The latest version of Adobe’s Connect conferencing software for the enterprise, released Monday, has features designed to make starting and joining an online conference easier and accessible to more users, including those with mobile devices.
“It’s a very clean interface for users to get up to speed very quickly. We did a lot of user testing to get it right,” Adobe Connect evangelist Peter Ryce told InternetNews.com. “We’re seeing greater adoption by knowledge workers in the enterprise with Connect becoming a core productivity solution inside and outside the firewall.”
Adobe (NASDAQ: ADBE) recently updated the mobile version of Connect, which works on a wide range of mobile devices including iPhone, iPad as well as those powered by Google’s Android software and others that support Adobe’s Flash software. With Monday’s announcement, Connect mobile users will be able to participate in Connect 8-powered meetings.
A key design goal with Connect 8 was to give enterprise users more options to customize and manage Web meetings. “There are security and compliance features our enterprise customers take advantage of,” Michael Londgren, director of product marketing at Adobe, told InternetNews.com. “The DoD (Department of Defense) leverages Adobe Connect extensively and use 3-factor authentication for added security.”
Londgren said the on-premise version of Connect represents about 50 percent of the product’s revenue for Adobe. A new software development kit (SDK) supports Adobe’s Flex, Flash and ActionScript 3 programming language, letting developers create custom “pods” or online meeting areas and integrate Connect with a variety of conferencing systems.
“The concept of layouts and a drop down menu of pods makes it easy to see meeting rooms and the list of attendees,” said Ryce.
In a demo, he showed Connect 8’s redesigned interface which simplifies access to several commonly-used features. For example, all the audio controls are in one window that can be clicked away from view or brought back at a single click. Joining a Connect meeting via Webcam is also easier with the addition of a simple, “Start my Webcam” button on the screen.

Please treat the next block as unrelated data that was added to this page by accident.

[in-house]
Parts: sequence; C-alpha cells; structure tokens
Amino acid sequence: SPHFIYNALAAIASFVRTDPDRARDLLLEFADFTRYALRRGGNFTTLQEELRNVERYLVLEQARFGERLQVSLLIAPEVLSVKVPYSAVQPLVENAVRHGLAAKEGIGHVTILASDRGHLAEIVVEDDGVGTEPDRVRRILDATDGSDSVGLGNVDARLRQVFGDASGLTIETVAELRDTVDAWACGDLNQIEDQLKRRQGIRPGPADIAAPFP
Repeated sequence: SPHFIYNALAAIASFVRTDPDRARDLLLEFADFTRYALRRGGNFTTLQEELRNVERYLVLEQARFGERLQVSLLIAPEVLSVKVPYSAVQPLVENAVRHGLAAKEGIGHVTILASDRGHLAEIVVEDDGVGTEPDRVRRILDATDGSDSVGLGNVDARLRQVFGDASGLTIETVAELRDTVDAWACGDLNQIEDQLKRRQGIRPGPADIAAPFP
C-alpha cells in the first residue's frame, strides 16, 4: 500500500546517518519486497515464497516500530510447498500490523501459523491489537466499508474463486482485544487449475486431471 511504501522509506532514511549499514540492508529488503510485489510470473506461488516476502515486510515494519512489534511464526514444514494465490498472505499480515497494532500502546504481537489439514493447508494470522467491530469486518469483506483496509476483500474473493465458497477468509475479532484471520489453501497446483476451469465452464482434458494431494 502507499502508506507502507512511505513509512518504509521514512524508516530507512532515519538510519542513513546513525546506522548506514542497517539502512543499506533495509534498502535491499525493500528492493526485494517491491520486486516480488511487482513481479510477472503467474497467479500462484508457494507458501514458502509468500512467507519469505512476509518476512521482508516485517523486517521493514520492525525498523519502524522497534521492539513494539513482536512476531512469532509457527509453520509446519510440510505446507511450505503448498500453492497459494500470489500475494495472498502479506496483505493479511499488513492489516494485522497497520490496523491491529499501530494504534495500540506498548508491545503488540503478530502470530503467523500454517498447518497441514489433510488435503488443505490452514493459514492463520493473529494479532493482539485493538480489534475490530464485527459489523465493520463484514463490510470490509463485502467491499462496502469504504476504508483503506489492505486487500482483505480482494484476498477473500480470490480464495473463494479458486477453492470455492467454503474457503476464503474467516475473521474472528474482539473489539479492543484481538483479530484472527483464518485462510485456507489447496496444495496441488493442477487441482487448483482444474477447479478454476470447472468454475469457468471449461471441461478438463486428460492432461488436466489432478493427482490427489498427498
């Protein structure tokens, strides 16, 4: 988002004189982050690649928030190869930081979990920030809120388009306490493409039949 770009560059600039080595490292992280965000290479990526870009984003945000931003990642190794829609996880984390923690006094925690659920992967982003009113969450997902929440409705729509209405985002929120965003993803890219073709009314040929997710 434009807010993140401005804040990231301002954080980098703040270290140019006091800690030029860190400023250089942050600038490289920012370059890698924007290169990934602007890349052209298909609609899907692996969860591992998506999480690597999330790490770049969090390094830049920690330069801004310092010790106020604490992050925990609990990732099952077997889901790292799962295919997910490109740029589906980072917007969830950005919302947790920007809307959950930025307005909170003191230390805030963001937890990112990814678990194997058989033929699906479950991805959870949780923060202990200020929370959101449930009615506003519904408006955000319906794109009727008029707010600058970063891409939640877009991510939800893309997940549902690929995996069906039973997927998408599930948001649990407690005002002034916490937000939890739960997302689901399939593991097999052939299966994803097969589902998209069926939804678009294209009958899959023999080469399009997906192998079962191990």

“We have some customers sharing over 40 cameras simultaneously,” said Ryce.
Connect 8 also works with a variety of video conferencing systems including those by Polycom, Picturetel and Tandberg. A new feature in Connect 8 allows users to switch to a different video system even after the Connect meeting has started.
“I heard someone in a branch office say they had to drive three hours to join a video conference,” said Ryce. “We’re trying to bridge the silos created by all these different video conferencing systems.”
Andy Nilssen, a senior analyst at Wainhouse Research, said Adobe is one of several companies that’s helping to spur a rapid acceleration of Web conferencing in the enterprise.
“In addition, we’re also seeing enterprises increase expectations for their Web conferencing solution,” Nilssen said in a statement. “These organizations want to go well beyond everyday meetings and seminars to enable myriad and divergent use cases, easily extend solution capabilities with key new functionality, integrate with existing infrastructure such as video conferencing room systems, and support meeting access via a wide choice of mobile devices. All while providing meeting participants with a great user experience.”
Adobe Connect 8 is available on a per user, per year licensing model. The hosted version is being rolled out in North America this month, while the hosted version is set for release in February, 2011 in the U.S. and other parts of the world. Separately, Adobe also offers a basic screen-sharing Web conferencing application called Adobe Connect, as part of its Acrobat service.
David Needle is the West Coast bureau chief at InternetNews.com, the news service of Internet.com, the network for technology professionals.